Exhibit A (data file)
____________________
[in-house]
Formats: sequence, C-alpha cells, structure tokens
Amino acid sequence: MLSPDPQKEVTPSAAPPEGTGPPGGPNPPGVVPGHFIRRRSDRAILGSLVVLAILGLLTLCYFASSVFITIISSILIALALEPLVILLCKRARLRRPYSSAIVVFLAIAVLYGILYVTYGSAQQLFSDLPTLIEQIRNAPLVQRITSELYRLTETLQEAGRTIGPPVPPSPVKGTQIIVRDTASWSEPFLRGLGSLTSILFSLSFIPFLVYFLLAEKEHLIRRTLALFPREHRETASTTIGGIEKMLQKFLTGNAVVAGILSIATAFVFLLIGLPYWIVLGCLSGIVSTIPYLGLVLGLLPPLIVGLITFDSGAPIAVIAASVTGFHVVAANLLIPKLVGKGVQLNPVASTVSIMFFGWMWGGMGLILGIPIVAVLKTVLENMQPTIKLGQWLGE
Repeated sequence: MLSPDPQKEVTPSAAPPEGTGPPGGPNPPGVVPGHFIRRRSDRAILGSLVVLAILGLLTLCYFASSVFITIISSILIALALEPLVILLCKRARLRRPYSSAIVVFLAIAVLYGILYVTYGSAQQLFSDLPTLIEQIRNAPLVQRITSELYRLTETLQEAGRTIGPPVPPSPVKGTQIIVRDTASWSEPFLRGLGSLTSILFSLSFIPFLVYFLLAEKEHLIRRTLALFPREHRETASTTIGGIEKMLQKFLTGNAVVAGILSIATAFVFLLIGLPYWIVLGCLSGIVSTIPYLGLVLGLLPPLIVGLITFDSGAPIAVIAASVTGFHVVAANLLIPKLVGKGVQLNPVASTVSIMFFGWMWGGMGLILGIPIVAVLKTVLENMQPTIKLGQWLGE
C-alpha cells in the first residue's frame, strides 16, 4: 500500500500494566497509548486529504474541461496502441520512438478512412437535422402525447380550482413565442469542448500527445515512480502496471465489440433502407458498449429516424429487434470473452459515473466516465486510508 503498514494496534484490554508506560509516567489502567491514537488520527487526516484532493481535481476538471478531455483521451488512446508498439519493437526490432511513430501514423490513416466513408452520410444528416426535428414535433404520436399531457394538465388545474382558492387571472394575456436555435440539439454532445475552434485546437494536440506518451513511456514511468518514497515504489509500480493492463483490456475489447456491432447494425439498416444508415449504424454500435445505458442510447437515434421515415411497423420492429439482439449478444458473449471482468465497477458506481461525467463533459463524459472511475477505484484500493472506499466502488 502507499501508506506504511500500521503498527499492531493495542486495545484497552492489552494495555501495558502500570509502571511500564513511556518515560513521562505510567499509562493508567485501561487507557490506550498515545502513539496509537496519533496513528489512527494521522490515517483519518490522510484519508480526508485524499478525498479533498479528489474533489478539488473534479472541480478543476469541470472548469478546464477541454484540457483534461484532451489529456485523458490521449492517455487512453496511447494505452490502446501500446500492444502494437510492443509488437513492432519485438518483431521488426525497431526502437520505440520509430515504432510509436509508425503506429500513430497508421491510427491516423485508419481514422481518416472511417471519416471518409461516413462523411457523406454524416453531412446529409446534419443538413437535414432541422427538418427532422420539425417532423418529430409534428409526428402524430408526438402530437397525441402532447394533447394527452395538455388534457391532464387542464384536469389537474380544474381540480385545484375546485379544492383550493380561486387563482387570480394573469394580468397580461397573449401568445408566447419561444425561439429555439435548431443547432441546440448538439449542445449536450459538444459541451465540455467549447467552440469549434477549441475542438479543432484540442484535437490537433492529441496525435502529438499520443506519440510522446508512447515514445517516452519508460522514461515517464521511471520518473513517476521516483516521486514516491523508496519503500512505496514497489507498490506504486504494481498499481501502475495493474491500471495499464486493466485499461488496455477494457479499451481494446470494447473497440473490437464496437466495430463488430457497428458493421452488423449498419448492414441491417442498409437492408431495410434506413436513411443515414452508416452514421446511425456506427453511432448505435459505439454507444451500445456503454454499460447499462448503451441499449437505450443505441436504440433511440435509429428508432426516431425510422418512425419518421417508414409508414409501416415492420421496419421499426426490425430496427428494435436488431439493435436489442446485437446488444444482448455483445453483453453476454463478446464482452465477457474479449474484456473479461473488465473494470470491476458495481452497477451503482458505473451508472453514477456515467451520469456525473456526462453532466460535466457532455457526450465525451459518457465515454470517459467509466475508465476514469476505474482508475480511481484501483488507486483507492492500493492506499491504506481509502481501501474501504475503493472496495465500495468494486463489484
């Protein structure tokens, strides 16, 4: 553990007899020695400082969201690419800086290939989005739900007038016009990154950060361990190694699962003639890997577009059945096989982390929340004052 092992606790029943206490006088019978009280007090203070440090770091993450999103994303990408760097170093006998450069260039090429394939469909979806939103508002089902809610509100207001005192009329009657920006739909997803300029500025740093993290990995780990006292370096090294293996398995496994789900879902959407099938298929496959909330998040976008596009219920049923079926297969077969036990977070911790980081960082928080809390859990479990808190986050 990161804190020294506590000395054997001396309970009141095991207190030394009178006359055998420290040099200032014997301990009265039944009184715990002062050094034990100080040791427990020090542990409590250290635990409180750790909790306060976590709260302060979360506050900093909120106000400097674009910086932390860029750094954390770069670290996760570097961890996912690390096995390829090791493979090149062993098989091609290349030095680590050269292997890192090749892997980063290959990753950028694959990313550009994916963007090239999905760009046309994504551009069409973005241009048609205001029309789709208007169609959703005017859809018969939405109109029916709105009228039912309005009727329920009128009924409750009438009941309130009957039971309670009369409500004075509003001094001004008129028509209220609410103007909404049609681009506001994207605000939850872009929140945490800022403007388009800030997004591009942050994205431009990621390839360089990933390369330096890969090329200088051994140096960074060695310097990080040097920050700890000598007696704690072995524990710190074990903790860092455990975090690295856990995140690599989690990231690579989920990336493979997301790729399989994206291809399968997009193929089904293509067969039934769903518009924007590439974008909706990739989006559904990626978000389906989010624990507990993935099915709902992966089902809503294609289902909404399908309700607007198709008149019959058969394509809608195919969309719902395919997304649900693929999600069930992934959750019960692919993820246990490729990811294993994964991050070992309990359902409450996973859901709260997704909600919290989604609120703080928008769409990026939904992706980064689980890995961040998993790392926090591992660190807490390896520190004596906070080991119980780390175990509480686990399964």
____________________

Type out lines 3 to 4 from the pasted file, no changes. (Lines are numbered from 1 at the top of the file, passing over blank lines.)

Amino acid sequence: MLSPDPQKEVTPSAAPPEGTGPPGGPNPPGVVPGHFIRRRSDRAILGSLVVLAILGLLTLCYFASSVFITIISSILIALALEPLVILLCKRARLRRPYSSAIVVFLAIAVLYGILYVTYGSAQQLFSDLPTLIEQIRNAPLVQRITSELYRLTETLQEAGRTIGPPVPPSPVKGTQIIVRDTASWSEPFLRGLGSLTSILFSLSFIPFLVYFLLAEKEHLIRRTLALFPREHRETASTTIGGIEKMLQKFLTGNAVVAGILSIATAFVFLLIGLPYWIVLGCLSGIVSTIPYLGLVLGLLPPLIVGLITFDSGAPIAVIAASVTGFHVVAANLLIPKLVGKGVQLNPVASTVSIMFFGWMWGGMGLILGIPIVAVLKTVLENMQPTIKLGQWLGE
Repeated sequence: MLSPDPQKEVTPSAAPPEGTGPPGGPNPPGVVPGHFIRRRSDRAILGSLVVLAILGLLTLCYFASSVFITIISSILIALALEPLVILLCKRARLRRPYSSAIVVFLAIAVLYGILYVTYGSAQQLFSDLPTLIEQIRNAPLVQRITSELYRLTETLQEAGRTIGPPVPPSPVKGTQIIVRDTASWSEPFLRGLGSLTSILFSLSFIPFLVYFLLAEKEHLIRRTLALFPREHRETASTTIGGIEKMLQKFLTGNAVVAGILSIATAFVFLLIGLPYWIVLGCLSGIVSTIPYLGLVLGLLPPLIVGLITFDSGAPIAVIAASVTGFHVVAANLLIPKLVGKGVQLNPVASTVSIMFFGWMWGGMGLILGIPIVAVLKTVLENMQPTIKLGQWLGE